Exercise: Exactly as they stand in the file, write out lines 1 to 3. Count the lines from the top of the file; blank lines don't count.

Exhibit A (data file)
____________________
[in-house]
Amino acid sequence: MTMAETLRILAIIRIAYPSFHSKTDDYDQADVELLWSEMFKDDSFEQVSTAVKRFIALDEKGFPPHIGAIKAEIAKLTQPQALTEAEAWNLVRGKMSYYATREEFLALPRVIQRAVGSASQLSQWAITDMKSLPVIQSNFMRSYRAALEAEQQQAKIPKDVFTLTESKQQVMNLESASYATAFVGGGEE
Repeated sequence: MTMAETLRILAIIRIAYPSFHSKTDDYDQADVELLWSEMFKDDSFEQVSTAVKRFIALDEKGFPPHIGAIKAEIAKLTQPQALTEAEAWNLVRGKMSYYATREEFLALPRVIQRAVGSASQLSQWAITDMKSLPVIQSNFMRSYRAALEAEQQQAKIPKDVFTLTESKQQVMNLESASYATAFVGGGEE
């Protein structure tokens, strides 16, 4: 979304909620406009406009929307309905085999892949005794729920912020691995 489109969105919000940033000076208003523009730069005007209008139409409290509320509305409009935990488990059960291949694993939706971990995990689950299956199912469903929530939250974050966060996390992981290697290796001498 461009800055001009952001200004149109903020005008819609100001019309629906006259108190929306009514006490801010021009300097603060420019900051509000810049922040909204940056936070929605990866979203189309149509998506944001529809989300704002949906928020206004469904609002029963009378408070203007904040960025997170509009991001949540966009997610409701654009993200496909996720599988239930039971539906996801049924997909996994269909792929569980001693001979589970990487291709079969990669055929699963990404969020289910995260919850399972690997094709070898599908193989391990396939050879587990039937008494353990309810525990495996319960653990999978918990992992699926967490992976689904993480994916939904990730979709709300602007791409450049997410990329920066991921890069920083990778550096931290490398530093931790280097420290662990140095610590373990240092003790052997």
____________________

[in-house]
Amino acid sequence: MTMAETLRILAIIRIAYPSFHSKTDDYDQADVELLWSEMFKDDSFEQVSTAVKRFIALDEKGFPPHIGAIKAEIAKLTQPQALTEAEAWNLVRGKMSYYATREEFLALPRVIQRAVGSASQLSQWAITDMKSLPVIQSNFMRSYRAALEAEQQQAKIPKDVFTLTESKQQVMNLESASYATAFVGGGEE
Repeated sequence: MTMAETLRILAIIRIAYPSFHSKTDDYDQADVELLWSEMFKDDSFEQVSTAVKRFIALDEKGFPPHIGAIKAEIAKLTQPQALTEAEAWNLVRGKMSYYATREEFLALPRVIQRAVGSASQLSQWAITDMKSLPVIQSNFMRSYRAALEAEQQQAKIPKDVFTLTESKQQVMNLESASYATAFVGGGEE